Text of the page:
Every business, whether big or small, has to deal with at least some expenses. These are recurring expenses that include utility bills, building rent, salaries, etc. and also miscellaneous expenses for recreation, travel, and more. However, it’s important to keep track of these to maintain your grasp on the cash flow.
Expense management is also important to prevent misuse of company’s funds and fraudulent activities. It brings us to the concept of expense policy.
What is an Expense Policy?
An expense policy is a well-thought-out document comprising of rules and regulations that govern the business-related expenses incurred by you, your employees and vendors, and everyone else involved.
Why do You Need One?
Organization and discipline can make a huge difference in the way a company works. Without rules, mistakes are bound to happen more frequently. Plus, the employees may find it easier to take unfair advantage of their company in the absence of a well-regulated procedure that deals with the business expenses.
So, you need a smart expense policy for:
- Ensuring transparency in the incurred business expenses
- Keeping unnecessary expenses under check and bringing down the operational costs
- Preventing frauds
How to Create One that Works?
To create an effective expense policy, it’s important to keep the following points in mind:
Keeping it Simple
“Make it simple. Make it memorable. Make it inviting to look at. Make it fun to read” – Leo Burnett, Founder, Leo Burnett Worldwide
Keep the expense policy simple, and your employees will easily get it and follow it without a problem. However, overcomplicate it, and you are bound to lose them. You can also expect more disputes to be being raised in the latter.
An effective expense policy is:
- Devoid of unnecessary jargon and corporate-talk
- No longer than it’s supposed to be
- Created with a tone that’s both friendly and assertive
Keeping it Fair
When you are creating an expense policy, the last thing you want is to turn your employees against you, or have them slip into a “rebel mode”. This is because it’s likely they won’t appreciate the move. It’s likely they are used to handling expenses the old-way, the way that offered them a high level of flexibility. So, change is necessary, but you don’t want to coerce it either.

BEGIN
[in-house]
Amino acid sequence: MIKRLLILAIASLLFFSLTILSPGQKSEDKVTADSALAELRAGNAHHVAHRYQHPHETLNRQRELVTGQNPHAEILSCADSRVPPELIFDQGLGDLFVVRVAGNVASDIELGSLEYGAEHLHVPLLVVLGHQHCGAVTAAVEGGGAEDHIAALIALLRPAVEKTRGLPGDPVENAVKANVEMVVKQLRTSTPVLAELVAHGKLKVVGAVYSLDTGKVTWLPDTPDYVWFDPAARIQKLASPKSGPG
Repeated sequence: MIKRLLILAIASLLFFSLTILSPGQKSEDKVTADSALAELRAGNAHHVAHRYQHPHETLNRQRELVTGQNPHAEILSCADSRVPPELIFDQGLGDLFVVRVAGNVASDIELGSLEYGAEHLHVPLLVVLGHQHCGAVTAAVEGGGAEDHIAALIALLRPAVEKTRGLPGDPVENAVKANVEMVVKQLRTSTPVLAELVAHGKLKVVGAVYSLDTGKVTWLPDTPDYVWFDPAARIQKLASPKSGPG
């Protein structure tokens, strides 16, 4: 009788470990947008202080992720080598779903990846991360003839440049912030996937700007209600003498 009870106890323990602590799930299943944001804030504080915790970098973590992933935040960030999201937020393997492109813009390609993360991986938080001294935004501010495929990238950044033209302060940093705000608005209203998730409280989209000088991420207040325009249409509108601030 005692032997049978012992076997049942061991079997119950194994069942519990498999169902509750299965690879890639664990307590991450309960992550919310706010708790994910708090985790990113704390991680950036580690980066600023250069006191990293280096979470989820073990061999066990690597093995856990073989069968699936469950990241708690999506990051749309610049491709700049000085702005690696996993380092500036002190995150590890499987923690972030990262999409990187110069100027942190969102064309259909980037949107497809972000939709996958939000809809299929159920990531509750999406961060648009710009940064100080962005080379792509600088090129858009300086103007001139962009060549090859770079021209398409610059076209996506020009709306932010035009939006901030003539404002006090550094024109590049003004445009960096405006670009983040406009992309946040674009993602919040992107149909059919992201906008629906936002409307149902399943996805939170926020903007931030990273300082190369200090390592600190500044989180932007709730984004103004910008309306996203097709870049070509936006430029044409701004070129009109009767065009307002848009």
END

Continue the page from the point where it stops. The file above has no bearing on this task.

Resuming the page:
Not only your expense policy has to be fair to your employees, it has to look that way too. Although, the former can be largely accomplished with the point discussed above.
As for the latter, it’s important to think from your employees’ point of view when you create the policy draft. For each point, ask yourself:
“Would I want this if I were the employee?”
If the answer is no, then maybe you need to make some changes in the same.
An excellent way to go about creating an expense policy is to hear what your employees have to say about the way how the company expenses should be managed. It will definitely help to hear them out and note their responses.
The “Bulk” of it
Your expense policy should clarify the following:
- List of expenses that are to be paid directly by the company, and…
- List of expenses that are to be paid by the employees for which they will be reimbursed.
- List of travel expenses covered by the company along with their limits.
- Guidelines on how the employees can minimize company expenses.
- List of expenses that are not covered by the company.
- Procedure for getting refunds for the work-related expenses.
Although you are free to add more to your expense policy, the points given above should cover the fundamentals.
Lastly, it’s important to remember that there is no such thing as a “timeless” expense policy. You have to update your policy from time to time as your company grows and the way it works changes, etc.